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Zen Buddhist teacher and author of "The Three Pillars of Zen." Born in New Haven, Connecticut, Kapleau was a chief court reporter for the Nuremberg Trials and also covered the Tokyo War Crimes Trials. While in Japan for the trials, he met and was influenced by D.T. Suzuki and other Zen practitioners, which led him to become a serious student of Zen in Japan. Eventually, he returned to the United States and founded the Rochester Zen Center (New York) in 1966. Most of the papers relate to Kapleau's role as a Zen teacher, to his writings, and to personal concerns such as his health and Parkinson's disease. Some of Kapleau's notes are written in shorthand, and there are some materials in Japanese. The recorded teishos (dharma talks) were mainly recorded during sesshin (retreats) and span 30 years. According to the tape labels, there are various speakers including Kapleau, Toni Packer, and Bodhin Kjolhede (all of whom led the Rochester Zen Center at different times).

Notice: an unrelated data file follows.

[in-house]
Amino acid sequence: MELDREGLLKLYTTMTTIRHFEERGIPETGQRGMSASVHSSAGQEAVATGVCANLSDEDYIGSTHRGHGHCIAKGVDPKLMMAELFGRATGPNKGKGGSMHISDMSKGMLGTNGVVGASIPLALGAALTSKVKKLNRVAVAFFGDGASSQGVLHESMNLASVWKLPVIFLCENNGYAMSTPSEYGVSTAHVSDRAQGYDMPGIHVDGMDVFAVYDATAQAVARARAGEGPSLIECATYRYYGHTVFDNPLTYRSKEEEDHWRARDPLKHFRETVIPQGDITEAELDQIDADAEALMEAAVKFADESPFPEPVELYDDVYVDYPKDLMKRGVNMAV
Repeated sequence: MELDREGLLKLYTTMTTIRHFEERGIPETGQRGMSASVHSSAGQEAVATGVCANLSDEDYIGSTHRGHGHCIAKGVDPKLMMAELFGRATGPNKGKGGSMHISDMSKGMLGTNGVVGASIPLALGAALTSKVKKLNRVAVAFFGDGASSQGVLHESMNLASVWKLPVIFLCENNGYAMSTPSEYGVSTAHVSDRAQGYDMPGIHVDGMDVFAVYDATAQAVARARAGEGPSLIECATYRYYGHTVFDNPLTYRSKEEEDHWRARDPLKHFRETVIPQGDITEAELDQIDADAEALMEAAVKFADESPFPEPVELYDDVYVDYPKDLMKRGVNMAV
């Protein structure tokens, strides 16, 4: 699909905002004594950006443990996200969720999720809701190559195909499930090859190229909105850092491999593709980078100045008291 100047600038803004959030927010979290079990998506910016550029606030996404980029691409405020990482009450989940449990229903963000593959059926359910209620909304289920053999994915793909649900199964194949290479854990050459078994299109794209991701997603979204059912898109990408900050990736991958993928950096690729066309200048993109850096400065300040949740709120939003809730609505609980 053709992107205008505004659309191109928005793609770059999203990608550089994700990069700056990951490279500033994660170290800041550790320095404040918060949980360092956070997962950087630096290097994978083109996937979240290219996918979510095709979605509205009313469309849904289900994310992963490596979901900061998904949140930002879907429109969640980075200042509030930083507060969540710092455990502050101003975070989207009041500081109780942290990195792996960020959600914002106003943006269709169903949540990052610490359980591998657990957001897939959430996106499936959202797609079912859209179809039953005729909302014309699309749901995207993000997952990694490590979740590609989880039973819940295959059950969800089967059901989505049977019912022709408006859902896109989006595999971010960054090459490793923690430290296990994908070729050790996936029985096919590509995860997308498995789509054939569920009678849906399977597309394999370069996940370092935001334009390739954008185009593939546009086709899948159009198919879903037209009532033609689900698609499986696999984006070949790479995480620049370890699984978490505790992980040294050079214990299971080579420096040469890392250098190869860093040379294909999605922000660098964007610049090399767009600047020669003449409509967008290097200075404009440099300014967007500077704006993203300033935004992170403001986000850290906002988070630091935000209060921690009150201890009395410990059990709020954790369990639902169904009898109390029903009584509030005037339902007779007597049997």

Papers related to Kapleau's role as a Zen teacher, to his writings, and to his personal concerns such as his health and Parkinson's disease. He corresponded with students and Zen practitioners all over the world and kept copies of his responses. There are a few notable letters from the 1950s, one from D.T. Suzuki and one from Hakuun Yasutani (written to Kapleau's sister Jean Kapleau). Many of the letters are from people who learned about Kapleau by reading his book, "The Three Pillars of Zen." Other letters pertain to the Rochester Zen Center (New York) and many other Zen centers. The subject files contain articles (many that are written by others), clippings, newsletters, and notes related to politics, animal rights, religion, environmentalism, Zen workshops, psychotherapy, travel, and health and diet. Some of Kapleau's notes are written in shorthand and there are some materials in Japanese. The recorded teishos (dharma talks) were mainly recorded during sesshin (retreats). According to the tape labels, there are various speakers including Kapleau, Toni Packer, and Bodhin Kjolhede (all of whom led the Rochester Zen Center at different times).